equation image(5)

Note that Nf + (Sf − Sth) × Np is the integration of the histogram curve above Sth, representing the total number of voxels with signal intensity higher than Sth (Fig. 1c). Therefore, a fat-only binary image can be generated by setting the voxels with intensity higher than Sth to 1.0, and the other voxels to 0. Total fat volume can be calculated by the total number of fat voxels times Vvoxel. Using this approach, only Sth is used in the final fat quantification process, and the accuracy of Nf and Nw from curve-fitting does not significantly influence the final fat quantification. To include both FV and PV voxels in fat volume measurement, Sth should be best set to (Sf + Sw)/2.

The same simplified model works for both WS and NWS MRI images. When effective water suppression is achieved, signal of nonfat tissues will be close to noise level (Sw ≈ 0) and the water peak will deviate from Gaussian shape. Under such conditions, it will be close to Rician distribution as shown in Figure 1d and Sth will not change. This general model will, therefore, degenerate to the model for WS MR images, as described previously (14).

General Quantification Method

Ideally, the fat and water peaks are well separated (i.e., CNR between fat and nonfat is higher than 4) and a simple thresholding method as described above should result in accurate fat quantification. However, when the two peaks have some overlap, the quantification based on histogram analysis will become more difficult. This is because a voxel that has intermediate signal intensity between Sw and Sf may be one occupied by FV fat, by FV water, or by a mixture of both water and fat (PV voxel). To categorize these voxels, more features other than voxel signal intensity are needed. As previously shown, visceral PV fat voxels are mainly located adjacent to bulk fat voxels in human abdomen (14). This spatial information can, therefore, be used in combination with voxel signal intensity to label PV voxels, which will ultimately lead to more accurate fat quantification and less variability between studies (16).

This can be accomplished with a two-step procedure to first eliminate FV water voxels, so that a “pseudo-water-saturated” (pWS) MR image can be generated before a thresholding step similar to that of a WS MR image. In the first step, a FCM clustering method is used in combination with spatial information to separate the voxels into two fuzzy clustering centers (water-only voxels and non–water-only voxels). The first clustering center contains voxels that are occupied by FV nonfatty tissues only, and the second clustering center contains voxels that are fully or partially occupied by fat. For an image with N pixels, the FCM clustering method used an automated algorithm to minimize the following objective function (17):

equation image(6)

where, m is the fuzzy exponent that controls the amount of fuzziness of the classification which is two in this study; X = {x1,x2,…xk,…xN} represents a data set in a finite-dimensional vector space; μik is the degree of membership of object xk to cluster i; dik = ∥xkvi∥ is the distance between an object xk and the cluster center vi. The most commonly used feature (i.e., the data set X) is the intensity value of image pixel. To exploit the spatial information, we extend our data set as (yk ,sk) where, yk is the intensity value at the k-th location and sk, is a spatial function at the k-th location which is defined as:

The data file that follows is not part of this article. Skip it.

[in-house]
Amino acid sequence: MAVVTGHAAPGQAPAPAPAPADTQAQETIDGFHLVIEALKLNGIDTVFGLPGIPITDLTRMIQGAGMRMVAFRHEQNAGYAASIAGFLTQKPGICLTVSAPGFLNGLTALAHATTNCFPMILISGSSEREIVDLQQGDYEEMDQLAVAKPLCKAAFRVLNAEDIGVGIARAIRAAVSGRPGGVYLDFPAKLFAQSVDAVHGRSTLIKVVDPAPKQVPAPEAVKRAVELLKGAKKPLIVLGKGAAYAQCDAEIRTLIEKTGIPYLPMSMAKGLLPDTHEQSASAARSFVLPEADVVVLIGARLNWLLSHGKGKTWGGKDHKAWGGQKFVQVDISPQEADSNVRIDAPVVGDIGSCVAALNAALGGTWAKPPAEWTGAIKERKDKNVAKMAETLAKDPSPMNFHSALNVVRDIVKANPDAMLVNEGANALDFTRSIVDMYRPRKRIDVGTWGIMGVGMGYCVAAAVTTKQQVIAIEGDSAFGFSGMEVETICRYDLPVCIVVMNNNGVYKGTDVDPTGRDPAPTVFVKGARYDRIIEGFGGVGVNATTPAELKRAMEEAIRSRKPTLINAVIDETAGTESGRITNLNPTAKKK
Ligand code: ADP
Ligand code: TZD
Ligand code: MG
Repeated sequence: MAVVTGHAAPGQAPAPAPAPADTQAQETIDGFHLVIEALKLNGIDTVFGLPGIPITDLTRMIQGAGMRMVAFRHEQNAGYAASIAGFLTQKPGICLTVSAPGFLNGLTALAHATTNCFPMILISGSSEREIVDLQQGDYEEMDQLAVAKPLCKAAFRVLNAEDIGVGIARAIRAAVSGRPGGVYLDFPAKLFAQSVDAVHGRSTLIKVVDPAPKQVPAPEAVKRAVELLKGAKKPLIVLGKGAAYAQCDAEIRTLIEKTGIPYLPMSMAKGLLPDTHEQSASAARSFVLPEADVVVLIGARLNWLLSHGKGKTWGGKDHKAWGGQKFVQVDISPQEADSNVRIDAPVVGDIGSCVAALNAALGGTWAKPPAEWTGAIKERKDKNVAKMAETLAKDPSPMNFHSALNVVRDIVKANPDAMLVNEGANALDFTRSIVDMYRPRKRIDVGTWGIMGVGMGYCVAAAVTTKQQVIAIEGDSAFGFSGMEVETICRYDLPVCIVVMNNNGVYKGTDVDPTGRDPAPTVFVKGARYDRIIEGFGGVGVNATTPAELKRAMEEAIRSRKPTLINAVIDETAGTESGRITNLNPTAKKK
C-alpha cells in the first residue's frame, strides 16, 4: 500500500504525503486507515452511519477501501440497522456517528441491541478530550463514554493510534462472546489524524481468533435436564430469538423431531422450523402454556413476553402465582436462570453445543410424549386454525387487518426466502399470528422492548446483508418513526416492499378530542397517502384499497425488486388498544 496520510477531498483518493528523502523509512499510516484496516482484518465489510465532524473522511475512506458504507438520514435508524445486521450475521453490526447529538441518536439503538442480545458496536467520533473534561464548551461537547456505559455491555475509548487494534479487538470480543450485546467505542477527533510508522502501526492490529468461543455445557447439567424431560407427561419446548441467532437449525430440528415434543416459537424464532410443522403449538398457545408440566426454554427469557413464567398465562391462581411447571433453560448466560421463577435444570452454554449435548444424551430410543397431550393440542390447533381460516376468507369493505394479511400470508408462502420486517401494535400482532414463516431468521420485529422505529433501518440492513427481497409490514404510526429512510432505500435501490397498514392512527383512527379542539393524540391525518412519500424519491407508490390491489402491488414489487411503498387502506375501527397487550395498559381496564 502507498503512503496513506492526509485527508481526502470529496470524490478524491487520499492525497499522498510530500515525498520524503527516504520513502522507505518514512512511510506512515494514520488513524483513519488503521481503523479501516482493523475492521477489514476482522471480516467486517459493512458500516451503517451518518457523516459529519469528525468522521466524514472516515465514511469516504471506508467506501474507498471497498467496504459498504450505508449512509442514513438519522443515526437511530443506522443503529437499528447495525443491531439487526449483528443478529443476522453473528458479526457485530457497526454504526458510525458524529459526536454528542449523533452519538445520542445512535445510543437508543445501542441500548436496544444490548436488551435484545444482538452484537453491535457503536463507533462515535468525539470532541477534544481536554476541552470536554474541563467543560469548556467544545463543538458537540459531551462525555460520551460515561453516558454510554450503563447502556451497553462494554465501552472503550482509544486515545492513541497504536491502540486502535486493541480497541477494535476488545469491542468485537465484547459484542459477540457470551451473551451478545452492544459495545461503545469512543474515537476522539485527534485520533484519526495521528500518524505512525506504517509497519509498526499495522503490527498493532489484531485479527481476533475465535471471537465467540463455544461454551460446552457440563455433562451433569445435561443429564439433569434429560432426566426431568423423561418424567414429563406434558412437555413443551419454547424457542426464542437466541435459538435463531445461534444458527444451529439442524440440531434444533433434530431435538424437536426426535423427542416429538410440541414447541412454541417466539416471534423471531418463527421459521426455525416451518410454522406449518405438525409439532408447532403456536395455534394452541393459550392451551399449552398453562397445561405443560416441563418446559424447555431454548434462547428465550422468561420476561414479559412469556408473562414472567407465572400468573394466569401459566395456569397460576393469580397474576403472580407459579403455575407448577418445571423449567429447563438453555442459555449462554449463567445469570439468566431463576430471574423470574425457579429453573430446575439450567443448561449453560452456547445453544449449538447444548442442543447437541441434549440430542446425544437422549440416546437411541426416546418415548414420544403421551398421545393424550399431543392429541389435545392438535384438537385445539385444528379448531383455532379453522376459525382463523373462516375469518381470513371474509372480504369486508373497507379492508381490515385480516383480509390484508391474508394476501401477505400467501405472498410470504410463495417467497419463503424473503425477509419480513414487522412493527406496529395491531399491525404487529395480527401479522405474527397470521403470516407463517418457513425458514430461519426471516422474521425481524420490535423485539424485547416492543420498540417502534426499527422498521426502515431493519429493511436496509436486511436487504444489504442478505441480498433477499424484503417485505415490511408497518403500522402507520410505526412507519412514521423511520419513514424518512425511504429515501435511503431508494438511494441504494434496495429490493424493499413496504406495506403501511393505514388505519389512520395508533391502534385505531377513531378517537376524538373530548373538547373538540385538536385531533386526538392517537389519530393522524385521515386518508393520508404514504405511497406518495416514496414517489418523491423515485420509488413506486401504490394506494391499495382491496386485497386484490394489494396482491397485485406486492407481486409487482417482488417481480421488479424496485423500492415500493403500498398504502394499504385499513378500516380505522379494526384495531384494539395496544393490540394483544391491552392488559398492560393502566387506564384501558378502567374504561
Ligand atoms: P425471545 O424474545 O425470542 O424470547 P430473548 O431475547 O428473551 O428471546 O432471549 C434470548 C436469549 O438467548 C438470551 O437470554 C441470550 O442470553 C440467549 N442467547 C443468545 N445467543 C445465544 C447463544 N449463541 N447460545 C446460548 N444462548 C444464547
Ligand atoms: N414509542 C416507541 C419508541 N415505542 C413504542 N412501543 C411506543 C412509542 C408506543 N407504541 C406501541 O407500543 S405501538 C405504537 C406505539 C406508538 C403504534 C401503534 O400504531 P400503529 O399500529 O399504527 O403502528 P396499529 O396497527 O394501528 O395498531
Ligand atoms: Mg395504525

equation image(7)

where equation image is a square mask centered on k-th voxel, and yl represents the intensity values within the mask. We used 5 × 5 square mask in this study. The membership function and cluster centers can be obtained through an iterative process:

equation image(8)
equation image(9)

The water-only image will be generated using a threshold value of 0.3 to include only FV water voxels. The pWS MR image will be generated by subtracting the water-only image from the original image.

In the second step, a simple signal intensity thresholding will be applied to the pWS MR image to generate a binary “fat-only” image. A threshold value of (Sf + Sw)/2 will be used so that PV fat voxels with signal above this threshold can be compensated by the fat amounts in voxels with signal below this threshold value. The total fat amount can, therefore, be calculated by the number of fat voxels on the fat-only image multiplied by the voxel volume size.

MRI Acquisition

Eleven healthy volunteers (8 males and 3 female) with mean age of 41 ± 9 years old, mean body mass index (BMI) of 25.1 ± 2.7 kg/m2 participated in this study with approval of the Institutional Review Board. Informed written consent was obtained from each volunteer before the exams. These subjects underwent abdomen imaging on a 1.5 Tesla (T) clinical MR scanner (Intera, Philips Healthcare, Netherlands) using a standard whole-body quadrature coil. After survey imaging, each subject underwent both NWS T1W TSE and WS T1W TSE. In each sequence, 6 axial slices centered at L2–L3 level were acquired in two consecutive expired breathholds, with 14 s each. The imaging FOV varied from 400 mm to 500 mm depending on the size of each volunteer. Imaging parameters included: TR/TE/FA=500 ms/5 ms/90°, turbo factor = 7 and readout bandwidth = 128 kHz. Image pairs were visually inspected to exclude images with severe fat amount or distribution changes between WS TSE and NWS TSE images due to peristalsis. Total 60 WS and NWS image pairs were included in this study.